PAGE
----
Persons detained for religious activities often were not formally charged, permitted access to legal counsel, accorded due process, or allowed access to their families. Some prisoners were released after detentions of several days or less, but others spent longer periods in detention. The government held individuals who were jailed on account of their religious affiliation at a variety of venues, including facilities administered by the military. There are credible reports, including during the past year, that the security forces have used coercion on detainees to secure repudiations of faith; some prisoners were required to recant their religious beliefs as a precondition of release. During the past year, there have been occasional reports of deaths of religious prisoners who refused to recant their beliefs and who were denied medical care or otherwise subjected to ill treatment. Detainees imprisoned in violation of freedom of religion and related human rights have reportedly been beaten, tortured, confined in crowded conditions, or subjected to extreme temperature fluctuations.

Government violations of religious freedom are alleged to be particularly severe in the armed forces. During the war with Ethiopia, some Eritrean soldiers accepted various forms of Protestantism, reportedly alarming government officials and leading to the banning of prayer meetings among armed forces members. Attendance at such meetings is punishable by imprisonment. Moreover, armed forces members and national service inductees reportedly face severe punishment for possession of religious literature, including Bibles.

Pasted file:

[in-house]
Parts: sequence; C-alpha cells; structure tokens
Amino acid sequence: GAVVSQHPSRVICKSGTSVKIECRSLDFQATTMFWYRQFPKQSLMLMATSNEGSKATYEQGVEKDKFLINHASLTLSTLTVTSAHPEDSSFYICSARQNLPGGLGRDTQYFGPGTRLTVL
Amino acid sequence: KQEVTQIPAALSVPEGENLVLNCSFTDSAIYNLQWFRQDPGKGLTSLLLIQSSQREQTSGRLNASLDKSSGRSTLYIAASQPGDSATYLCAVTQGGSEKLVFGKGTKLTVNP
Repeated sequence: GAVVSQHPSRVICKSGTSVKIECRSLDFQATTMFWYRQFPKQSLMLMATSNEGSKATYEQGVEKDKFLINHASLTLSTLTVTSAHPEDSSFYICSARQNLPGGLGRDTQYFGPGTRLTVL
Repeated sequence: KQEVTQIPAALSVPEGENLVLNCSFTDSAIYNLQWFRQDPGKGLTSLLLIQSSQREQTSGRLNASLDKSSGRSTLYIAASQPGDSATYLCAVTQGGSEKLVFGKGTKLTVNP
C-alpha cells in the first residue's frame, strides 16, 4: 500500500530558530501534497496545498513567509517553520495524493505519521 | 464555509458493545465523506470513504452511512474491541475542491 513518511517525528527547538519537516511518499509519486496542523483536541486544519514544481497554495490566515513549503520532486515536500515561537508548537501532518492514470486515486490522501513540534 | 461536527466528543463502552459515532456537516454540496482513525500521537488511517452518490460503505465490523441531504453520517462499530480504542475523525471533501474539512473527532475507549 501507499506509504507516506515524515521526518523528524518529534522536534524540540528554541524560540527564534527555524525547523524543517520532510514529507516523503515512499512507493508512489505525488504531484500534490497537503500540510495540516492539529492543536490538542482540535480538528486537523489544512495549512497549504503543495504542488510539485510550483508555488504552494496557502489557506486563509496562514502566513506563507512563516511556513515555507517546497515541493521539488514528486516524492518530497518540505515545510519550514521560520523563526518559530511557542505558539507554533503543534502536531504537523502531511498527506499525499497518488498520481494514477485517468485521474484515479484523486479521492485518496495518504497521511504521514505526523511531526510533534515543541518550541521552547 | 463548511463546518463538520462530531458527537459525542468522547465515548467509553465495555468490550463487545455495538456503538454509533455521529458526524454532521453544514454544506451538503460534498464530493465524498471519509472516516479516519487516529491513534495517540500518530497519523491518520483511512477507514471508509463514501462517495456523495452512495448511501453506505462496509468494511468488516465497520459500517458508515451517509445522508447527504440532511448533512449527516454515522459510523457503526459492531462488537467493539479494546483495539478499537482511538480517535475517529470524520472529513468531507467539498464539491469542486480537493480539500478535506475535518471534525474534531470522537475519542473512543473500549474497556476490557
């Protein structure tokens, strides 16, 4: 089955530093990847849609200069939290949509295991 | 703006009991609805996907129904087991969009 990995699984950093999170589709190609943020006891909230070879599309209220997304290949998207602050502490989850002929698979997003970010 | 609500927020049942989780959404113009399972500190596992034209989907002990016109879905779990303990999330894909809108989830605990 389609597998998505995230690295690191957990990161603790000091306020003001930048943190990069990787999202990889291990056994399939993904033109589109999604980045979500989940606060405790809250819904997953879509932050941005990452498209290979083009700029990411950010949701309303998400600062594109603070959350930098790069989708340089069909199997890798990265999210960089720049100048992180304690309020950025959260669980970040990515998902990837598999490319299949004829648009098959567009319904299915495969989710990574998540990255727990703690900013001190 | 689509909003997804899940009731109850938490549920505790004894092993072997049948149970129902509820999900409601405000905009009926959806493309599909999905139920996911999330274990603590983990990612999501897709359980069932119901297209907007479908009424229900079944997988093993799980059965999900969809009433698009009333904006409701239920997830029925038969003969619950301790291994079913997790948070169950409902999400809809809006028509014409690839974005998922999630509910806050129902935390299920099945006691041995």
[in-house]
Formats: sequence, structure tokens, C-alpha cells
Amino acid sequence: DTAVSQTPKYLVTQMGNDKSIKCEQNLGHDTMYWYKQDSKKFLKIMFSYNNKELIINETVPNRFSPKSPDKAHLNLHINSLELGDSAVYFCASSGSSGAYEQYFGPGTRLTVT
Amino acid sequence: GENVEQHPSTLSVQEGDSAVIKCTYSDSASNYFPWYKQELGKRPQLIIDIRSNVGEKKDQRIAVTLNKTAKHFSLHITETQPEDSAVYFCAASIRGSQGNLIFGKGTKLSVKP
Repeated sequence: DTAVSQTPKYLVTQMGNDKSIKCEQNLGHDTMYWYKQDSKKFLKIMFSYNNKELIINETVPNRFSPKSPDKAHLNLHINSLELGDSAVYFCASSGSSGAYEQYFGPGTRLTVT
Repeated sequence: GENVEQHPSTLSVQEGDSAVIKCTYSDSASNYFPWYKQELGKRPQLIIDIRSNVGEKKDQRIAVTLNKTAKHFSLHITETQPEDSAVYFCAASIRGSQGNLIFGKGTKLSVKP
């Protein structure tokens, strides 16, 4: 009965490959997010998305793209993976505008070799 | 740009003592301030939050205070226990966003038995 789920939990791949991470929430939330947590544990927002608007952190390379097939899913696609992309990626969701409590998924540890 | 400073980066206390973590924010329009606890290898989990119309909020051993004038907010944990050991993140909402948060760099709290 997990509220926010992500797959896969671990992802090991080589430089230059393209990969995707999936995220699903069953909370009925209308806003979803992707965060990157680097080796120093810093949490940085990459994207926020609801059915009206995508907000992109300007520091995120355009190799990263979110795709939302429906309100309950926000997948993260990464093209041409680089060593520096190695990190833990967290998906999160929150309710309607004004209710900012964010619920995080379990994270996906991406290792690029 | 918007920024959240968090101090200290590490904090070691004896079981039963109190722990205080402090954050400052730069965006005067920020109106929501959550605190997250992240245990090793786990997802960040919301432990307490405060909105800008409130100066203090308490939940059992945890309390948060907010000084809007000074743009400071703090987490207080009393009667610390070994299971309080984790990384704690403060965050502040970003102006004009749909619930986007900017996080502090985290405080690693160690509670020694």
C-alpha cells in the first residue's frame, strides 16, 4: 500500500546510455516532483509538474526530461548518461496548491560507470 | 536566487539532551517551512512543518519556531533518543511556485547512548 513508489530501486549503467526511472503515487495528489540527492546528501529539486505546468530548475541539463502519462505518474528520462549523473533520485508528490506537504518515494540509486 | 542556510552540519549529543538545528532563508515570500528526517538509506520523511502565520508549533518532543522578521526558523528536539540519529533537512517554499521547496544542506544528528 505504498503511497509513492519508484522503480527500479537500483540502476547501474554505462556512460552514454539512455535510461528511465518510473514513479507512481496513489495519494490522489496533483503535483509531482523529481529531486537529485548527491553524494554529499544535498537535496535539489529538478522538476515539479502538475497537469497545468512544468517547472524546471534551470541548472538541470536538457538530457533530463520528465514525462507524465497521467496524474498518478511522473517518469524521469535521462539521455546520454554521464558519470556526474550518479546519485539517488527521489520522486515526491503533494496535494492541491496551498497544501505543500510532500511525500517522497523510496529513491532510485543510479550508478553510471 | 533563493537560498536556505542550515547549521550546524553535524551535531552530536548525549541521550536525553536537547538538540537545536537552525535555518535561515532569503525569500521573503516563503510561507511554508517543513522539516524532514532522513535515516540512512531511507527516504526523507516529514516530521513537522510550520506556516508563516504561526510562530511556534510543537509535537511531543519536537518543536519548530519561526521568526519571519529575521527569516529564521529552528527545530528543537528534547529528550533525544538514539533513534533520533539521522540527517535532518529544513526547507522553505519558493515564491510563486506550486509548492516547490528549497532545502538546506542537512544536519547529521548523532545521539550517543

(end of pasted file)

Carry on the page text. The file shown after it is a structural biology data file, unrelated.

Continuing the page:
Since 1994, the government of Eritrea has denied a range of government services and civil and political rights to members of the country's small community of Jehovah's Witnesses. Many Jehovah's Witnesses refused on religious grounds to participate in the 1993 referendum on independence or to accept the national military service required of all citizens, both male and female. The government chose to interpret these actions as a rejection of Eritrean citizenship. In accordance with a presidential decree issued in October 1994, Jehovah's Witnesses have been barred from obtaining government jobs, business licenses, and government-issued identity and travel documents. Lack of Eritrean identity cards prevents Jehovah's Witnesses from obtaining legal recognition of marriages and land purchases.